that business, based on a sampling of malls, was tracking up mid-single digit
percentage increases for the week ended Saturday compared with a year ago. On
Saturday, sales were up anywhere from mid-single to low-double digit increases
from a year ago.
Billie Scott, spokeswoman at Simon Property Group, which owns or operates 175
malls in 38 states, said that half of the malls that were sampled reported
traffic and business on Saturday was about the same as the previous Saturday;
the other half said traffic was lighter, though spending was up.
Santa Monica, Calif.-based Macerich Co., which operates 80 malls nationwide,
reported that traffic was up 36% in the week ended Saturday from the previous
Kathleen Waugh, spokeswoman at Toys "R" Us said this past week was
"exceptionally strong, " particularly on Saturday.
Meanwhile, a late buying binge online helped online retailers surpass holiday
sales forecasts, according to comScore Networks. Online spending from Nov. 1
through Wednesday reached $21.68 billion, marking a 26% increase compared to the
corresponding year-ago period. The results exclude travel, auctions and
corporate purchases. ComScore expected holiday sales to rise 24%.
The final days before Christmas and post-holiday business, boosted in party by
gift cards redemptions, have becoming increasingly important for retailers.
According to BigResearch, which conducted a poll for the National Retail
Federation, consumers are expected to spend a total of $24.81 billion on gift
cards this holiday season, up from $18.48 billion in the year-ago period.
Jason Cameron from West Haven, Conn., bought some American Eagle gift cards for
his sisters and girlfriend on Sunday.
"They're quick and people can get whatever they want," he said.
Now, stores need Cameron's sisters and girlfriend to redeem them quickly.
Stores look to post-Christmas sales,
business not as robust as expected, UT, 24.12.2006,
catches families even amid
10:51 AM ET
By Wendy Koch
FALLS CHURCH, Va. — Christine Fuller finds holiday kindness
at unexpected moments, such as before sunrise at a bus stop 7 miles from the
A bus driver sees her switching buses each weekday morning
at 6:15 with four neatly dressed children, ages 6 to 10, as she escorts them to
a before-school program. The driver lauds their behavior and says he wants to
give each child a Christmas present.
Fuller doesn't know his name. He doesn't know hers. She says presents would be
The bus driver also doesn't know that Fuller and her children are homeless.
They've been living at a shelter since September. Fuller has a full-time job
that pays her $23,000 a year but says she can't afford an apartment in this
affluent suburb of Washington, D.C., where a typical two-bedroom apartment rents
for $1,225 a month.
The problem of poverty and homelessness — and how difficult it is to escape — is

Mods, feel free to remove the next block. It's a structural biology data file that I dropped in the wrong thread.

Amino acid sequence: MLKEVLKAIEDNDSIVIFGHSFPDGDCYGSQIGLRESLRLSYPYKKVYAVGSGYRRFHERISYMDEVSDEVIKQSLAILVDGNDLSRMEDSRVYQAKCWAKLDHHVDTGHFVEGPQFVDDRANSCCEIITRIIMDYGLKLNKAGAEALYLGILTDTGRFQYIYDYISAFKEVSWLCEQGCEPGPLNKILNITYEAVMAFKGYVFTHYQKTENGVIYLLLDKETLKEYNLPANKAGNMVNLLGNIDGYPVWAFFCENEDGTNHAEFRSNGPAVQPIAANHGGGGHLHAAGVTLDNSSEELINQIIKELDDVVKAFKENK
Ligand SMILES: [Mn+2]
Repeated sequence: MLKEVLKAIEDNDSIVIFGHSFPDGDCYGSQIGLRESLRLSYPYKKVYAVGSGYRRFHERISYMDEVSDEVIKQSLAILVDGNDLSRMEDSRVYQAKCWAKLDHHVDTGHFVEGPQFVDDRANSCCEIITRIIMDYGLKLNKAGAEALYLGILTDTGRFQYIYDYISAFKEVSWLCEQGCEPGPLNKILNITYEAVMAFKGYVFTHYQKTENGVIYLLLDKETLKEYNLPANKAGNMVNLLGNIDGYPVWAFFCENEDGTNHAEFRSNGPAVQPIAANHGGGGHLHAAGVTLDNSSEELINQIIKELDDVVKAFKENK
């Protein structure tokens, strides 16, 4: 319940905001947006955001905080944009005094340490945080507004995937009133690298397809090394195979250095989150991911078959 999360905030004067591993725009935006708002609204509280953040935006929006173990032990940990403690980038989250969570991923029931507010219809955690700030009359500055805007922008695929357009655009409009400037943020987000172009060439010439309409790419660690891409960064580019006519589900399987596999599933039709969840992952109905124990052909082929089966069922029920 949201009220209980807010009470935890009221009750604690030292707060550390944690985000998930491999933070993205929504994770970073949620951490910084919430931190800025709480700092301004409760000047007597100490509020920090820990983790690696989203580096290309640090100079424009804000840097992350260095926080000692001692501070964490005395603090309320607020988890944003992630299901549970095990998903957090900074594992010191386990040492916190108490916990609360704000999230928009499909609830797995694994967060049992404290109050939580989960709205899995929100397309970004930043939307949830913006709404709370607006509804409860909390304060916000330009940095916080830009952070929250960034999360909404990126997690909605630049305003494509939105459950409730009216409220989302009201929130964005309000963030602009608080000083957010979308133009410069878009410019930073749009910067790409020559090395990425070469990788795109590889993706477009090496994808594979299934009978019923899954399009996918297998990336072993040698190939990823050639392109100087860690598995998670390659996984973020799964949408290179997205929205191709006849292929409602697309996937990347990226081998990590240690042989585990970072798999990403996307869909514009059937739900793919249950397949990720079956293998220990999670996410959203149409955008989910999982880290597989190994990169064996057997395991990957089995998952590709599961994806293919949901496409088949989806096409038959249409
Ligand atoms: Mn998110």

poignantly illustrated in the hit movie The Pursuit of Happyness, which stars
Will Smith and his son, Jaden.
At least 2 million Americans, many of whom have jobs and families, are homeless
at some point over the course of a year, says Philip Mangano, executive director
of the White House's Interagency Council on Homelessness.
"It's very traumatic for children," Mangano says.
It can be particularly so in a place like Falls Church and surrounding Fairfax
County, one of the nation's wealthiest areas with a median household income of
Fuller, 32, tries to ward off any trauma by focusing on routines and maintaining
dignity in tough circumstances.
Her day starts at 3:45 a.m., in the two-bedroom, 300-square-foot unit her family
occupies at Shelter House, a county facility that can house seven families.
Fuller gets ready for her job as a dispatch assistant at a courier service, then
at 5 a.m. wakes her boys, William, 10, and Isaiah, 7. After she gets them going,
she rouses the girls, Beatrice, 8, and Jhavona, 6.
"Mom, our life is so boring," she says the kids tell her. "You sound like a
They're out the door by 5:45 a.m. with a snack in hand to catch the first public
bus. They switch buses before arriving at a before-school program that opens at
6:30 a.m. The kids have subsidized breakfast and lunch at school.
"My 7-year-old knows every bus route," says Fuller, sitting on a vinyl couch in
her unit's small living area.
After dropping off the kids, she boards another bus to get to her job, which she
has held for three years, by 7:30 a.m. She works until 5 p.m. and then takes a
bus to pick up her kids at an after-school program. She pays $177 monthly for
the child care. The unsubsidized cost for four kids in similar programs in
Fairfax County is $1,500.
Being homeless during the holidays can be particularly grim, but this month
Fuller and her children have received several gifts from charitable residents,
from dolls to firetrucks to a microwave oven. Such gifts reflect both the
generosity of individuals and the same community wealth that has hindered
Fuller's ability to find her own place to live.
"Apartments cost a lot here," says Fuller, a never-married high school dropout
who has six children in all. The two oldest — a 16-year-old boy and a
14-year-old girl — live with a family friend in a nearby town and are in their
high school's marching band.
Fuller says she can't move to a more affordable city or distant suburb because
her job is near downtown Washington and she has no car. Despite the difficulty
of living in such an expensive area, she's also reluctant to go elsewhere
because she grew up here, and her mother and grandparents live nearby.
Fuller receives child support from the father of one of her children. She
doesn't know where one of the fathers is, and another helps out with child care
on weekends. But when it comes to finances, she's largely on her own.
Families without homes
Families with children make up about 40% of the nation's homeless people,